Our time together feels like a storm, like wild wind and rain, like something too big to handle but too powerful to escape. It blows around me and tangles my hair, leaves water on my face, makes me know that I am alive, alive, alive. There are moments of calm and pause as there are in every storm, and moments when our words fork lightning, at least for each other.
There is one review on the back of the book that says it all: “If you like a ton of romance with your totalitarian government, this novel is for you!”
This book reminds me of many book-lovers who have recommended books to me over the years. It seems that I don’t find books of my own, I just read what others recommend. So when bits and pieces of this book remind me of books that have been suggested to me…I want to recommend this one to the fellow book-lover!
I love that the main character, Cassia, doesn’t start off rebellious. She starts off as a content rule-follower who believes in the Society. I love that she has such space to grow, and her journey has only begun. I have two more books to go in this trilogy.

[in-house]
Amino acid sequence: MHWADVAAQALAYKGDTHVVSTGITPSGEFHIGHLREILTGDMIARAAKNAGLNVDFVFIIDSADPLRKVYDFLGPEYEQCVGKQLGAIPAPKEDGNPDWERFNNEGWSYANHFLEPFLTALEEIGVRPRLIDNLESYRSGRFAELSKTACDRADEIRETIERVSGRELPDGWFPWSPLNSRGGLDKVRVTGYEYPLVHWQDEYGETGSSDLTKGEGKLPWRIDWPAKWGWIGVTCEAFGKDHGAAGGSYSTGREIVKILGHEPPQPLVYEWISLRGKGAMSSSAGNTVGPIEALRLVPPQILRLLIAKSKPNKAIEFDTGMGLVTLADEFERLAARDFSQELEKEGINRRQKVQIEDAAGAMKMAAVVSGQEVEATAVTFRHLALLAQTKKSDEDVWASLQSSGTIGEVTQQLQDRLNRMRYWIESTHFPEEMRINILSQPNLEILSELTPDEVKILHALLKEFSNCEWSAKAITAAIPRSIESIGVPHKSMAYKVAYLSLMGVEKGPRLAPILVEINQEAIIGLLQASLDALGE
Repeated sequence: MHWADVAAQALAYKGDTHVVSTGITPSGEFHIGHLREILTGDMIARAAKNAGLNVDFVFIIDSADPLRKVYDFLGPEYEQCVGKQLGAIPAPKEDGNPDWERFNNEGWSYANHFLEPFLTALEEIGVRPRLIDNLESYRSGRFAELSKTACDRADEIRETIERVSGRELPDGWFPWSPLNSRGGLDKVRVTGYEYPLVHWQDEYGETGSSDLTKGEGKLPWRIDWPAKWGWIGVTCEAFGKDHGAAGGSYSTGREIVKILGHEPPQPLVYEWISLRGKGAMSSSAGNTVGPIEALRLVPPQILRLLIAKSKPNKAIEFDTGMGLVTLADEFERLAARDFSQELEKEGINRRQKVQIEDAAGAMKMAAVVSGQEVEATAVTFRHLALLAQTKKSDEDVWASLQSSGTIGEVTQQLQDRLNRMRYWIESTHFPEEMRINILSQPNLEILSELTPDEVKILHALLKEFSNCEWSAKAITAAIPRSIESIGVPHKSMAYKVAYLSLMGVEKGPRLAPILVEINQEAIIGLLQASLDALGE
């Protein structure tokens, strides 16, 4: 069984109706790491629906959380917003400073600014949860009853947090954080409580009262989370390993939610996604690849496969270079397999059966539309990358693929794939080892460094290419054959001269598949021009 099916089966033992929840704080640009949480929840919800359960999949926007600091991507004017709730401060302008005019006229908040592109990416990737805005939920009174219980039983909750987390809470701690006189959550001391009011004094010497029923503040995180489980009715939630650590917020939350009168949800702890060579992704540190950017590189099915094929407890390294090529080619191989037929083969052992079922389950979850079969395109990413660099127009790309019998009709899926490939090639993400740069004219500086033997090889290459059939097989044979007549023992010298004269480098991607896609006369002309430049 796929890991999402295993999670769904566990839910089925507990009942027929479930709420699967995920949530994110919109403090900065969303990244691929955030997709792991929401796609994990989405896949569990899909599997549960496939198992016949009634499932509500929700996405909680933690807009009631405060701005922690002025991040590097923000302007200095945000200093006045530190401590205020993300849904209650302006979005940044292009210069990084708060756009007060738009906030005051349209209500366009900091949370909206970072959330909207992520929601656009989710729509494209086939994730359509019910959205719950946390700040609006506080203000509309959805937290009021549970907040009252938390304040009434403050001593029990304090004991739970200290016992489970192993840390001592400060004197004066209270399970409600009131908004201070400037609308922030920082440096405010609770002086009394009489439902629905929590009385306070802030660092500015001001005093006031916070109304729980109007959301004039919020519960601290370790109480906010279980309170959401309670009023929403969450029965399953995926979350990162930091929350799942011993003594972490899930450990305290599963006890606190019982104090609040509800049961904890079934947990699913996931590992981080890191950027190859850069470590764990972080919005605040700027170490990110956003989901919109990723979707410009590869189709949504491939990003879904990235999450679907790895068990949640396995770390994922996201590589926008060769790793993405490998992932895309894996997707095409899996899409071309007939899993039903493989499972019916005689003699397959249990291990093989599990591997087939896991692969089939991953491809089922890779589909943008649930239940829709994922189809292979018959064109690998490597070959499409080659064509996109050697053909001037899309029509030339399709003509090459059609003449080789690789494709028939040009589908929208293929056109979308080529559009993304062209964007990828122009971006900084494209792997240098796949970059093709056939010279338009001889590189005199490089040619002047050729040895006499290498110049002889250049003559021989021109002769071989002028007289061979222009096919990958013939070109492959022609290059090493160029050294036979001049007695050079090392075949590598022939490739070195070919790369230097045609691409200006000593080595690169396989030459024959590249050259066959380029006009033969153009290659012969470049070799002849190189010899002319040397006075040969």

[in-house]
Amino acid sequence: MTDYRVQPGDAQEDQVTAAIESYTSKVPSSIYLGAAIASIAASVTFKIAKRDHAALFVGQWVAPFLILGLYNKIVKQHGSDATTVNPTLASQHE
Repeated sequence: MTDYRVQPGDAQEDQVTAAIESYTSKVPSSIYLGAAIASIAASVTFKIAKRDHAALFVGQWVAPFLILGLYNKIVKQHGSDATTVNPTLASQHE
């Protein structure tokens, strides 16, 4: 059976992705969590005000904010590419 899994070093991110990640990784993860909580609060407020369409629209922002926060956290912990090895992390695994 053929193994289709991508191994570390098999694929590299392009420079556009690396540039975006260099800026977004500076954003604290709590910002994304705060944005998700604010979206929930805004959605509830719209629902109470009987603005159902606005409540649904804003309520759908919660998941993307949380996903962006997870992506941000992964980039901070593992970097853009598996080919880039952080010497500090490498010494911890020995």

The dystopian Society is a little bit terrifying. Each person knows only their own trade. There are people who grow the food, people who cook the food, people who deliver the food…but no one knows how to do all parts of the process. No one can survive on their own.
One of the crazy things about the Society is that they have decided they should declutter culture. They have, over several generations, destroyed and forgotten all but 100 poems, 100 songs, 100 stories, 100 history lessons… I’m all for decluttering, but culture? A hundred songs??? There is no way I could reduce my own music collection to 100 songs, much less pare down the music for an entire culture! And a major theme in the story is Cassia’s realization that someone could create something new. The idea of writing your own words is completely foreign to the people who live under the Society.
I am engrossed. I can’t wait to find out what happens next.